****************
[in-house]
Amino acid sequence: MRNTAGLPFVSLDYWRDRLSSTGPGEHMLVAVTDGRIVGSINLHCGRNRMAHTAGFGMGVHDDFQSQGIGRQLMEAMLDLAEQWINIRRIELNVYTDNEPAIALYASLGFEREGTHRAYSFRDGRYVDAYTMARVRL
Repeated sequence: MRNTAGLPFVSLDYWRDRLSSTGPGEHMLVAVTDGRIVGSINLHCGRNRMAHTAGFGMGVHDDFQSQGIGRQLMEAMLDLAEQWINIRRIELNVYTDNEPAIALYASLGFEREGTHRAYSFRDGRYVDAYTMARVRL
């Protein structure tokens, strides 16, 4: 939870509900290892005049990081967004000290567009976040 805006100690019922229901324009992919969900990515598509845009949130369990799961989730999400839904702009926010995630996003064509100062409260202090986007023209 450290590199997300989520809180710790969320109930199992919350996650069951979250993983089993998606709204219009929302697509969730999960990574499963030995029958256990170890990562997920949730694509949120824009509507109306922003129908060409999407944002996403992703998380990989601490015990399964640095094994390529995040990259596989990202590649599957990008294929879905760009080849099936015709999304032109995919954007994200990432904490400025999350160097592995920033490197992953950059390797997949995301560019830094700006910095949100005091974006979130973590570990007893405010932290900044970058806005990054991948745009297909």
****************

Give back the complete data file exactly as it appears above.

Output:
[in-house]
Amino acid sequence: MRNTAGLPFVSLDYWRDRLSSTGPGEHMLVAVTDGRIVGSINLHCGRNRMAHTAGFGMGVHDDFQSQGIGRQLMEAMLDLAEQWINIRRIELNVYTDNEPAIALYASLGFEREGTHRAYSFRDGRYVDAYTMARVRL
Repeated sequence: MRNTAGLPFVSLDYWRDRLSSTGPGEHMLVAVTDGRIVGSINLHCGRNRMAHTAGFGMGVHDDFQSQGIGRQLMEAMLDLAEQWINIRRIELNVYTDNEPAIALYASLGFEREGTHRAYSFRDGRYVDAYTMARVRL
């Protein structure tokens, strides 16, 4: 939870509900290892005049990081967004000290567009976040 805006100690019922229901324009992919969900990515598509845009949130369990799961989730999400839904702009926010995630996003064509100062409260202090986007023209 450290590199997300989520809180710790969320109930199992919350996650069951979250993983089993998606709204219009929302697509969730999960990574499963030995029958256990170890990562997920949730694509949120824009509507109306922003129908060409999407944002996403992703998380990989601490015990399964640095094994390529995040990259596989990202590649599957990008294929879905760009080849099936015709999304032109995919954007994200990432904490400025999350160097592995920033490197992953950059390797997949995301560019830094700006910095949100005091974006979130973590570990007893405010932290900044970058806005990054991948745009297909």